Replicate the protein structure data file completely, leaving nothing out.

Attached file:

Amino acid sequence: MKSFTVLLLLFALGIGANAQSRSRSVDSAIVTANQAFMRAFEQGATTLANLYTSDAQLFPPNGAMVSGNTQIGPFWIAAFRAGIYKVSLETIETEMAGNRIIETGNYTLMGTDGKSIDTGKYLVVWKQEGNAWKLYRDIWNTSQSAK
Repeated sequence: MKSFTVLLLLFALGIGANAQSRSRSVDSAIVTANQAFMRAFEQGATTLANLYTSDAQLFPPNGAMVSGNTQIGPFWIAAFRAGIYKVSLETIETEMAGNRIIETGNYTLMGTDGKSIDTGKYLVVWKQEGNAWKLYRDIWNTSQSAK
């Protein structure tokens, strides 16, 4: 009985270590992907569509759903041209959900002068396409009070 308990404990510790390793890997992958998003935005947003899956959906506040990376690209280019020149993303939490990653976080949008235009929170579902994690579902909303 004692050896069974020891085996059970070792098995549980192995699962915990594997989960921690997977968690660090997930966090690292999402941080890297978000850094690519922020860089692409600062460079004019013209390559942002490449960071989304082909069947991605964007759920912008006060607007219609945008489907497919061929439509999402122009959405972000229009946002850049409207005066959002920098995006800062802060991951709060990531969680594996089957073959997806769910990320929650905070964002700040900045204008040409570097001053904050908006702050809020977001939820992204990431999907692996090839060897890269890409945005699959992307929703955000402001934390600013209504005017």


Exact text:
Amino acid sequence: MKSFTVLLLLFALGIGANAQSRSRSVDSAIVTANQAFMRAFEQGATTLANLYTSDAQLFPPNGAMVSGNTQIGPFWIAAFRAGIYKVSLETIETEMAGNRIIETGNYTLMGTDGKSIDTGKYLVVWKQEGNAWKLYRDIWNTSQSAK
Repeated sequence: MKSFTVLLLLFALGIGANAQSRSRSVDSAIVTANQAFMRAFEQGATTLANLYTSDAQLFPPNGAMVSGNTQIGPFWIAAFRAGIYKVSLETIETEMAGNRIIETGNYTLMGTDGKSIDTGKYLVVWKQEGNAWKLYRDIWNTSQSAK
């Protein structure tokens, strides 16, 4: 009985270590992907569509759903041209959900002068396409009070 308990404990510790390793890997992958998003935005947003899956959906506040990376690209280019020149993303939490990653976080949008235009929170579902994690579902909303 004692050896069974020891085996059970070792098995549980192995699962915990594997989960921690997977968690660090997930966090690292999402941080890297978000850094690519922020860089692409600062460079004019013209390559942002490449960071989304082909069947991605964007759920912008006060607007219609945008489907497919061929439509999402122009959405972000229009946002850049409207005066959002920098995006800062802060991951709060990531969680594996089957073959997806769910990320929650905070964002700040900045204008040409570097001053904050908006702050809020977001939820992204990431999907692996090839060897890269890409945005699959992307929703955000402001934390600013209504005017």